One After Another

One After Another

Have you ever been a part of something historic and experienced that moment when you think, “Wow, I am so glad that I got to be a part of that!”? I am thinking of truly historic culture defining moments like, the moon landing, the fall of the Berlin wall, the first Free Willy movie, and now Summit’s 2017 Backpack Drive.

For Her: Walking Together

For Her: Walking Together

When I showed up last summer for the first night of For Her, I expected it to be a good opportunity to hear from some of the prominent female voices in our congregation and to hangout with my girlfriends. But I did not expect to feel so deeply understood and seen in a room full of women.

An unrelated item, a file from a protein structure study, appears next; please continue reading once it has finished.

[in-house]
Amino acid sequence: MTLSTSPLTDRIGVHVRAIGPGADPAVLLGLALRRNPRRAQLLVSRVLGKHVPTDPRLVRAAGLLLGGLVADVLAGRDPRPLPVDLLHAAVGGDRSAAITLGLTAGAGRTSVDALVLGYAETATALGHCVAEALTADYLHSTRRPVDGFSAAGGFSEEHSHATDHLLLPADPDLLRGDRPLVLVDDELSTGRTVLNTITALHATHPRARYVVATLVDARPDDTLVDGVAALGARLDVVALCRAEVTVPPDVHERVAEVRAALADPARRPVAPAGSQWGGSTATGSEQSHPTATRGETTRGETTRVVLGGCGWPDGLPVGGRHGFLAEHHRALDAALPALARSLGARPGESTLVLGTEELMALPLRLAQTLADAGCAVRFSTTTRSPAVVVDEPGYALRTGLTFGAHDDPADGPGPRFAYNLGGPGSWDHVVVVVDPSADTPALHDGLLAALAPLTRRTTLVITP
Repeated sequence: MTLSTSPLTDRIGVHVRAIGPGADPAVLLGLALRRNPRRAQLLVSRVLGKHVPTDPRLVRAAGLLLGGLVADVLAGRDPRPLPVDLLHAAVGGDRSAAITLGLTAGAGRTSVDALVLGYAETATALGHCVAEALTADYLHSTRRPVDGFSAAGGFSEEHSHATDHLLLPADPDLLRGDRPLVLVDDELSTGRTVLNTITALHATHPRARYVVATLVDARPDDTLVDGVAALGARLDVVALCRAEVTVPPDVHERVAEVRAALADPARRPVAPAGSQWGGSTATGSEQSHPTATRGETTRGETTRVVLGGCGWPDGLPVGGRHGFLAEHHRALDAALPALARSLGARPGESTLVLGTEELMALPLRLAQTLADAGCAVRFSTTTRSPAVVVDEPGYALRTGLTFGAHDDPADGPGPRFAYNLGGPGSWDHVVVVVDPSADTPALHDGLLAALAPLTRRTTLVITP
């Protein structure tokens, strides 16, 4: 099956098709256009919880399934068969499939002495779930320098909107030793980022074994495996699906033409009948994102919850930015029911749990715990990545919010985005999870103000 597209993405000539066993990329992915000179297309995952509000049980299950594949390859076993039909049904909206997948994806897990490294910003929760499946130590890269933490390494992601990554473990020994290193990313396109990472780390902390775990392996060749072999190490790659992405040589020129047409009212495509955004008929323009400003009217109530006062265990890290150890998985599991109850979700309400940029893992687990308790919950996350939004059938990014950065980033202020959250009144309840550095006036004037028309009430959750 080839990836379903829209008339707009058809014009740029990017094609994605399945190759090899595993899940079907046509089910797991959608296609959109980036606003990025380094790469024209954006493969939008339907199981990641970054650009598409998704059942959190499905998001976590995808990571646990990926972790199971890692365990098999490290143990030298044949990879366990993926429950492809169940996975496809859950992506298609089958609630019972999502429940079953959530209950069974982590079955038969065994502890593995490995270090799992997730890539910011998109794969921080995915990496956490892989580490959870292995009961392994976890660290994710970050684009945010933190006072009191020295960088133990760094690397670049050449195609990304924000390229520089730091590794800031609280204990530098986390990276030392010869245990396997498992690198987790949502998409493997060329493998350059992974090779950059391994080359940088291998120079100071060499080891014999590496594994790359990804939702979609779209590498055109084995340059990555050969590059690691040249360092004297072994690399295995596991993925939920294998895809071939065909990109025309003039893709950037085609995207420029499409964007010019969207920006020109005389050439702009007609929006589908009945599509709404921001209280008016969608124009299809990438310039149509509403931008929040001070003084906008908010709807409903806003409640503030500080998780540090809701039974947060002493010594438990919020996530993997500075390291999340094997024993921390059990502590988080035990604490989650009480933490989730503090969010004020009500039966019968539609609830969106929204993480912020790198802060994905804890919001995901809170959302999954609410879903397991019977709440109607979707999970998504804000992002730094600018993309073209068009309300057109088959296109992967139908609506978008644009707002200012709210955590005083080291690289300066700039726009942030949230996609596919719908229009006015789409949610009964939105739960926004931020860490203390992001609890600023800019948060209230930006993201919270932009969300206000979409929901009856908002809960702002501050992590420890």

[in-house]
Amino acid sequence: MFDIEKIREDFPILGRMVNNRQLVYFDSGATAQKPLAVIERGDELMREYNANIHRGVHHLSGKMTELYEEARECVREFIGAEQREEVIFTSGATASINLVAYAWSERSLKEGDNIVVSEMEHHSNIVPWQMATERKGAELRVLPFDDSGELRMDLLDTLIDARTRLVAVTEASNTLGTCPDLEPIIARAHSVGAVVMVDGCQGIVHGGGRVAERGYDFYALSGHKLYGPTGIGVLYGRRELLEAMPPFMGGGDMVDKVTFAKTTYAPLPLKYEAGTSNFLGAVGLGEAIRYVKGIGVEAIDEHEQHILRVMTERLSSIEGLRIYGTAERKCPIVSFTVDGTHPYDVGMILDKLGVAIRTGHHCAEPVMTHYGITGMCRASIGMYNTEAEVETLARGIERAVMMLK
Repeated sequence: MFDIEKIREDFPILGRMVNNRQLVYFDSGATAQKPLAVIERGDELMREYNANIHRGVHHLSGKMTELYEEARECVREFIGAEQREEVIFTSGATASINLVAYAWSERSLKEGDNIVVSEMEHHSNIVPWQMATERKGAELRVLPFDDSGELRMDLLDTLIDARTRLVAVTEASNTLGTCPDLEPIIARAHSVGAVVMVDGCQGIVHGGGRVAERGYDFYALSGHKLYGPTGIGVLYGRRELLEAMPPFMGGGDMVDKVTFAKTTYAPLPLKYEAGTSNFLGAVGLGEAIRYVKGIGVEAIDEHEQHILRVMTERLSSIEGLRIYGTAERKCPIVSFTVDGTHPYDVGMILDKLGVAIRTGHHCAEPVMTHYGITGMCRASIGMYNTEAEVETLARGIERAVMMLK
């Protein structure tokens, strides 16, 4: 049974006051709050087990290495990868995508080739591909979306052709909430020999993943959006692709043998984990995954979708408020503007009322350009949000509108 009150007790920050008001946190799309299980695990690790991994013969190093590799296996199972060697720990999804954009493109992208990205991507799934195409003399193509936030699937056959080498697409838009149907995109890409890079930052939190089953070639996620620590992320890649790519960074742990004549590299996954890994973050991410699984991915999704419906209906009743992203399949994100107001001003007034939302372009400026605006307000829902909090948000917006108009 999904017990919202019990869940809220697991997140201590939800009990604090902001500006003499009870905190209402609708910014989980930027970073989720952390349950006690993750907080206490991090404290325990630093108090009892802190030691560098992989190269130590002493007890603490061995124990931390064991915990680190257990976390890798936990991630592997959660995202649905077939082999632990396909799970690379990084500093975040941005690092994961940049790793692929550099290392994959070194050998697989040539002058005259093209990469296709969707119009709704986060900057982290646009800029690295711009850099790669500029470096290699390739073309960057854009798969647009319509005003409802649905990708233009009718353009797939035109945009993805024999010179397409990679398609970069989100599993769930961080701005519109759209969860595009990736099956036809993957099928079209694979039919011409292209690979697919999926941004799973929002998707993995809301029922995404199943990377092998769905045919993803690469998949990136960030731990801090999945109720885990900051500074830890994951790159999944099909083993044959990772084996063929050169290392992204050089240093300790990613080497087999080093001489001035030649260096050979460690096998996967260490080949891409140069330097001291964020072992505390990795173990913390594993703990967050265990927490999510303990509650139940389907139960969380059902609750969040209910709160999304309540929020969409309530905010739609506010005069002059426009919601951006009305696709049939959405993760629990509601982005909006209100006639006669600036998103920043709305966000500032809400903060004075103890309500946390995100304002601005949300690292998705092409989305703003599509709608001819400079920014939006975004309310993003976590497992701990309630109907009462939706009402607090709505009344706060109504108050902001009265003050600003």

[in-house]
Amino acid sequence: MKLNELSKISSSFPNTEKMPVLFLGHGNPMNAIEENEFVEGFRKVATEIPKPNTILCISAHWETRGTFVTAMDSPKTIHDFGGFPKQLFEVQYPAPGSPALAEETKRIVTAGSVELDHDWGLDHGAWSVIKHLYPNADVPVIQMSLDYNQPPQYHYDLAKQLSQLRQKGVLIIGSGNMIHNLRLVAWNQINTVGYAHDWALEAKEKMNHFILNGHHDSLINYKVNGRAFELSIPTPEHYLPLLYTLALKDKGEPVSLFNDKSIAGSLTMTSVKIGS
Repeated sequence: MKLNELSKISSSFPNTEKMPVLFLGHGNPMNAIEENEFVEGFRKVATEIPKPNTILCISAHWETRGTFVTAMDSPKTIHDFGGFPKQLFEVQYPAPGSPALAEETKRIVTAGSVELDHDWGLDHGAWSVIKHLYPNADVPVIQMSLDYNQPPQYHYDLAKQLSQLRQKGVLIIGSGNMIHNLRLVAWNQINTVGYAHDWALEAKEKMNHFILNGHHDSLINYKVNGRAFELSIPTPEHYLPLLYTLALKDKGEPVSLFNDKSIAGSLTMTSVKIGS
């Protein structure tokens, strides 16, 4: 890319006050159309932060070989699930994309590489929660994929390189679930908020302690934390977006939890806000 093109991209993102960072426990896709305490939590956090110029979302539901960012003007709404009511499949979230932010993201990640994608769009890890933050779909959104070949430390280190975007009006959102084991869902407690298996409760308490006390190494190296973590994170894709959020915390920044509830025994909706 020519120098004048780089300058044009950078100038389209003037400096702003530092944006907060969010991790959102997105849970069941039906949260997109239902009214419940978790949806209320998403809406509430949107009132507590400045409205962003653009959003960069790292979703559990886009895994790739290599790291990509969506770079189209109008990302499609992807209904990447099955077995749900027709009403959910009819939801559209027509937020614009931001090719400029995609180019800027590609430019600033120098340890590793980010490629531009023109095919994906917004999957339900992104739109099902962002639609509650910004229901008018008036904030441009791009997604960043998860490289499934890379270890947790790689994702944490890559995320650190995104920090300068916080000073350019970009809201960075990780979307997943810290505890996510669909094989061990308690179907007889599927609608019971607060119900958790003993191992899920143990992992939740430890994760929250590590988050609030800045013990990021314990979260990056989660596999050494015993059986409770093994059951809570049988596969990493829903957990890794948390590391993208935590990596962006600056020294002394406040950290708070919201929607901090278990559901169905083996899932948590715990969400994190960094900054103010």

Quick To Forget

Quick To Forget

I’m going to be honest... this spring the Connect group I am a part of did an in-depth study of the book of James chapter-by-chapter. It was amazing. However, when we found out that Summit was doing a summer long series on the book of James there was a little (or maybe a big) moan of “oh man…we just did that!”